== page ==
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Please note that this page is no longer part of the released Reference guide, but remains online for historical context.60%There are some major changes in Solr 5 to consider before starting to migrate your configurations and indexes. There are many hundreds of changes, so a thorough review of the Upgrading Solr section as well as the CHANGES.txt file in your Solr instance will help you plan your migration to Solr 5. This section attempts to highlight some of the major changes you should be aware of.

Topics discussed in this section:

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Highlights of New Features in Solr 5

Some of the major improvements in Solr 5 include:

Ease Of Use

  • Improved bin/solr and new bin/post scripts
  • New, and restructured, example Config Sets available by default
  • SolrJ now has first class support for the Collections API
  • Implicit registration of /replication, /get, and /admin/* request handlers

Operational Support

SolrCloud & Distributed Requests

New Search Functionality

  • pivot.facet results can now include nested stats.field results constrained by those pivots
  • stats.field can be used to generate statistics over the results of arbitrary numeric functions
  • A new DateRangeField has been added for indexing date ranges, especially multi-valued ones
  • Spatial fields that used to require units=degrees now take distanceUnits=degrees/kilometers miles instead
  • MoreLikeThis query parser allows requesting for documents similar to an existing document
  • timeAllowed is now used to prematurely terminate requests during query expansion and SolrClient request retry

Solr is Now a Standalone Server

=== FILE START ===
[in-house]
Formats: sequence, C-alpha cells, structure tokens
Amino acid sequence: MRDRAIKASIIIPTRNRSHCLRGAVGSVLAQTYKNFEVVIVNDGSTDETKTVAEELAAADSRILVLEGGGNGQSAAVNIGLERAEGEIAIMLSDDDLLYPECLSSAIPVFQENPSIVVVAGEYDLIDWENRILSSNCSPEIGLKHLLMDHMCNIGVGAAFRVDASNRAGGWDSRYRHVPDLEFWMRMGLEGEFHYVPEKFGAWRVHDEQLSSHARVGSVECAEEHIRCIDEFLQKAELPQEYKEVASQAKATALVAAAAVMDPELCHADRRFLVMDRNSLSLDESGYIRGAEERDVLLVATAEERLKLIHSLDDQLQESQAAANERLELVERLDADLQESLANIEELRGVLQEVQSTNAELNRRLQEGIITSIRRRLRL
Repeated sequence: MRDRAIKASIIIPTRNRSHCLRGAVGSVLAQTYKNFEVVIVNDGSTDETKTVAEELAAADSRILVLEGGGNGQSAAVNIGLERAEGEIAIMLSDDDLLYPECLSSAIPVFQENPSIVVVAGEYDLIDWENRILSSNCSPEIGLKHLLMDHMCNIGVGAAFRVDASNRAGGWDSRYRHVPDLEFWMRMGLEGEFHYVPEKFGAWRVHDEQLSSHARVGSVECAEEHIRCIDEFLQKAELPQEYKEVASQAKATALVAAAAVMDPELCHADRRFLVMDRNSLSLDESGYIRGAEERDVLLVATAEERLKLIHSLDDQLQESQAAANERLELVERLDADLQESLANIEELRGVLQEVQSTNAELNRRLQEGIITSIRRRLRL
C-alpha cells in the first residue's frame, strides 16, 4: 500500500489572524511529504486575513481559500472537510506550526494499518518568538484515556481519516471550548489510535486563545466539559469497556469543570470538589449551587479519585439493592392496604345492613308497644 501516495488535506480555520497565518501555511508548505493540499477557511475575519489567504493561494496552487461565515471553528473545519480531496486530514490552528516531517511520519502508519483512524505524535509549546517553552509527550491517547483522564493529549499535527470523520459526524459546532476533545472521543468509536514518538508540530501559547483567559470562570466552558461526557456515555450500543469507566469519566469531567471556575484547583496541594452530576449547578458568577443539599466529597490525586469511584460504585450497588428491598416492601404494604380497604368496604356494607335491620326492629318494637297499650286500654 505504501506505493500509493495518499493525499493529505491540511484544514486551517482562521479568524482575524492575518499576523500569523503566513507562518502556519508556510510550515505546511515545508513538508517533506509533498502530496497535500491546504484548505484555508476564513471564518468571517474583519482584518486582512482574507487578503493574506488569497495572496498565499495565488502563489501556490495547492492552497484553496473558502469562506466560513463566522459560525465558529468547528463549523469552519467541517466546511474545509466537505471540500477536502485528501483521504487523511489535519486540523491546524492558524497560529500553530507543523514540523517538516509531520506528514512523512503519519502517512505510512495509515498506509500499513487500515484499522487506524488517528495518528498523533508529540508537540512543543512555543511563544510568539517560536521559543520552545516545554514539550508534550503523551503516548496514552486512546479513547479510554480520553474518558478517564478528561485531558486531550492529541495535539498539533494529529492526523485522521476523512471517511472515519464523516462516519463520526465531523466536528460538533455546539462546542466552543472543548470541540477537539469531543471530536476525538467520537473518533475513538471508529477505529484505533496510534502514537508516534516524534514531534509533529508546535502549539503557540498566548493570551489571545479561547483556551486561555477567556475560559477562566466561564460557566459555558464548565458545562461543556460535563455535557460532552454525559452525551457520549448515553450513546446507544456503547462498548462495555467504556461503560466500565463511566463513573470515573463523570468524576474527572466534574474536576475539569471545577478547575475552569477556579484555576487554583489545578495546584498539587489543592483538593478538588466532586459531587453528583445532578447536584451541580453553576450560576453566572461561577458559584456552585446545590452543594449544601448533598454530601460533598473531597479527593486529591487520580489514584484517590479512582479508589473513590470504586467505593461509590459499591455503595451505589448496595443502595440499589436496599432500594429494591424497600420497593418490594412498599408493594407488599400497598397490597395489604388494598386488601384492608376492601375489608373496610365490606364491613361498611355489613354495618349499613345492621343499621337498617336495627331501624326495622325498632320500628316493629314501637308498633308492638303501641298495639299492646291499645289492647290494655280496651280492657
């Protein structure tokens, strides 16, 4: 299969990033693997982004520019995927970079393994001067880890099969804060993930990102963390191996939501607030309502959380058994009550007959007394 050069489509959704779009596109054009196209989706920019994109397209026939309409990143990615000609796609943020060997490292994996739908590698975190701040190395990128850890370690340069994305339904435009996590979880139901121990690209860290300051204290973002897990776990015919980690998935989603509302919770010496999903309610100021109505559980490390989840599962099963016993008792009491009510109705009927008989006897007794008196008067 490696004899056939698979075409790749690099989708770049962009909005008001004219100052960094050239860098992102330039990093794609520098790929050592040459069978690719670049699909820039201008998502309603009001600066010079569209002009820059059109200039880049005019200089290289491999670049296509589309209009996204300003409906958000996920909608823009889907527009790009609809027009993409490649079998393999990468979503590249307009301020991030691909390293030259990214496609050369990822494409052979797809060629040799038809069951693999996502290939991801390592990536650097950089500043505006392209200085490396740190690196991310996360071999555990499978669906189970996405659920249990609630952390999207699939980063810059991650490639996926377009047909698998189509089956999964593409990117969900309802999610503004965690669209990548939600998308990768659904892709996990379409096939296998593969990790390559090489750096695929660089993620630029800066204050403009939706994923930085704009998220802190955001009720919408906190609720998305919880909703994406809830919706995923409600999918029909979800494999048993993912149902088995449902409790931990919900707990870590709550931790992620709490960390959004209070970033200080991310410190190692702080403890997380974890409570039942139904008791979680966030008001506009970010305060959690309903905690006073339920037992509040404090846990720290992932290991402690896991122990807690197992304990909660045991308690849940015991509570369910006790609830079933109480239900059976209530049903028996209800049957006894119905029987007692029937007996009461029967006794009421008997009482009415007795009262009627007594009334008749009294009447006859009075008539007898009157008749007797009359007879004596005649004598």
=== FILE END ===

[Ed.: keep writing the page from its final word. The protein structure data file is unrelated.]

Beginning with Solr 5.0, Solr is no longer distributed as a "war" (Web Application Archive) suitable for deployment in any Servlet Container.  Solr is now distributed as a stand alone java server application, including start and stop scripts for use on Unix and MS-Windows platforms, as well as an installation script for setting up a "production" installation of Solr on *nix platforms managed via /etc/init.d.

The Upgrading a Solr Cluster section of this guide provides detailed steps for existing users to upgrade their clusters regardless of what servlet container they were using with Solr 4.

Internally, Solr is still implemented via Servlet APIs and is powered by Jetty -- but this is simply an implementation detail.  Deployment as a "webapp" to other Servlet Containers (or other instances of Jetty) is not supported, and may not work in future 5.x versions of Solr when additional changes are likely to be made to Solr internally to leverage custom networking stack features.

Index Format

Solr 5 has no support for reading Lucene/Solr 3.x and earlier indexes.  Be sure to run the Lucene IndexUpgrader included with Solr 4.10 if you might still have old 3x formatted segments in your index. Alternatively: fully optimize your index with Solr 4.10 to make sure it consists only of one up-to-date index segment.

solr.xml Format

Solr 4.4 introduced a new format for the solr.xml file, eliminating the need for each <core> to be explicitly listed.  Instead a process known as "Core Discovery" was introduced relying on core.properties files in each SolrCore instance directory.

Solr 5.0 has eliminated all support for the older solr.xml format, and moved entirely to core discovery.  See the Moving to the New solr.xml Format section for more details.

Collections API

Solr 5.0 only supports creating and removing SolrCloud collections through the Collections API, unlike previous versions. While not using the collections API may still work in 5.0, it is unsupported, not recommended, and the behavior will change in a 5.x release.

SolrJ changes

Many SolrJ methods that were marked deprecated in Solr 4.10 have been removed. Please consult the Solr 4.10 javadocs for the SolrJ package for information regarding the new supported methods.

In addition, the SolrServer family of classes are now deprecated, and developers are encouraged to instead use the SolrClient family of classes.

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